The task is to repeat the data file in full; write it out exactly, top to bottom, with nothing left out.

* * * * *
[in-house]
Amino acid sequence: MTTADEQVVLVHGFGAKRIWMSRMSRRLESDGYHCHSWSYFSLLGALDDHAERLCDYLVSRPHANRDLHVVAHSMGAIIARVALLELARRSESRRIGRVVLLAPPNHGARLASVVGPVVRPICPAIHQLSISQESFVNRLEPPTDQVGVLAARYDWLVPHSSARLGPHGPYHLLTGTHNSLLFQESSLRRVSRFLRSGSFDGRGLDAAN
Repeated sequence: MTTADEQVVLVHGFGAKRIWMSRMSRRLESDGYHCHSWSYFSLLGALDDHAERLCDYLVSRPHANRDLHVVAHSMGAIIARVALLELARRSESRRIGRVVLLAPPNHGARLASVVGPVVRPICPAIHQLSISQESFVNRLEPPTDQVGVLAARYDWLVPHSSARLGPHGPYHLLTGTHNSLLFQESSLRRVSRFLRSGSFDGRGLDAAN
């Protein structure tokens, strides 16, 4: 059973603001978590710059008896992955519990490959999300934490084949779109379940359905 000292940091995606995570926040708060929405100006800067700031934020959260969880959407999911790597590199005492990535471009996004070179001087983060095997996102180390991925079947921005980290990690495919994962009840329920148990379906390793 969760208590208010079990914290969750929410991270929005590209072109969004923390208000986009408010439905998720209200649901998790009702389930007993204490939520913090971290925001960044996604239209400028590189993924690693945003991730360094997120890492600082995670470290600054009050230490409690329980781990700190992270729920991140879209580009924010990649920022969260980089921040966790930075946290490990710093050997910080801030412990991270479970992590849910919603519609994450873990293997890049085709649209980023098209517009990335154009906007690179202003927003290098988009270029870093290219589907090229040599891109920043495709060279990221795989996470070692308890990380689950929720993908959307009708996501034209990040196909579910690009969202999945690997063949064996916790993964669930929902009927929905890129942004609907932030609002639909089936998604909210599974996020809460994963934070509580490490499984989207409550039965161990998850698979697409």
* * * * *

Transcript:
[in-house]
Amino acid sequence: MTTADEQVVLVHGFGAKRIWMSRMSRRLESDGYHCHSWSYFSLLGALDDHAERLCDYLVSRPHANRDLHVVAHSMGAIIARVALLELARRSESRRIGRVVLLAPPNHGARLASVVGPVVRPICPAIHQLSISQESFVNRLEPPTDQVGVLAARYDWLVPHSSARLGPHGPYHLLTGTHNSLLFQESSLRRVSRFLRSGSFDGRGLDAAN
Repeated sequence: MTTADEQVVLVHGFGAKRIWMSRMSRRLESDGYHCHSWSYFSLLGALDDHAERLCDYLVSRPHANRDLHVVAHSMGAIIARVALLELARRSESRRIGRVVLLAPPNHGARLASVVGPVVRPICPAIHQLSISQESFVNRLEPPTDQVGVLAARYDWLVPHSSARLGPHGPYHLLTGTHNSLLFQESSLRRVSRFLRSGSFDGRGLDAAN
């Protein structure tokens, strides 16, 4: 059973603001978590710059008896992955519990490959999300934490084949779109379940359905 000292940091995606995570926040708060929405100006800067700031934020959260969880959407999911790597590199005492990535471009996004070179001087983060095997996102180390991925079947921005980290990690495919994962009840329920148990379906390793 969760208590208010079990914290969750929410991270929005590209072109969004923390208000986009408010439905998720209200649901998790009702389930007993204490939520913090971290925001960044996604239209400028590189993924690693945003991730360094997120890492600082995670470290600054009050230490409690329980781990700190992270729920991140879209580009924010990649920022969260980089921040966790930075946290490990710093050997910080801030412990991270479970992590849910919603519609994450873990293997890049085709649209980023098209517009990335154009906007690179202003927003290098988009270029870093290219589907090229040599891109920043495709060279990221795989996470070692308890990380689950929720993908959307009708996501034209990040196909579910690009969202999945690997063949064996916790993964669930929902009927929905890129942004609907932030609002639909089936998604909210599974996020809460994963934070509580490490499984989207409550039965161990998850698979697409």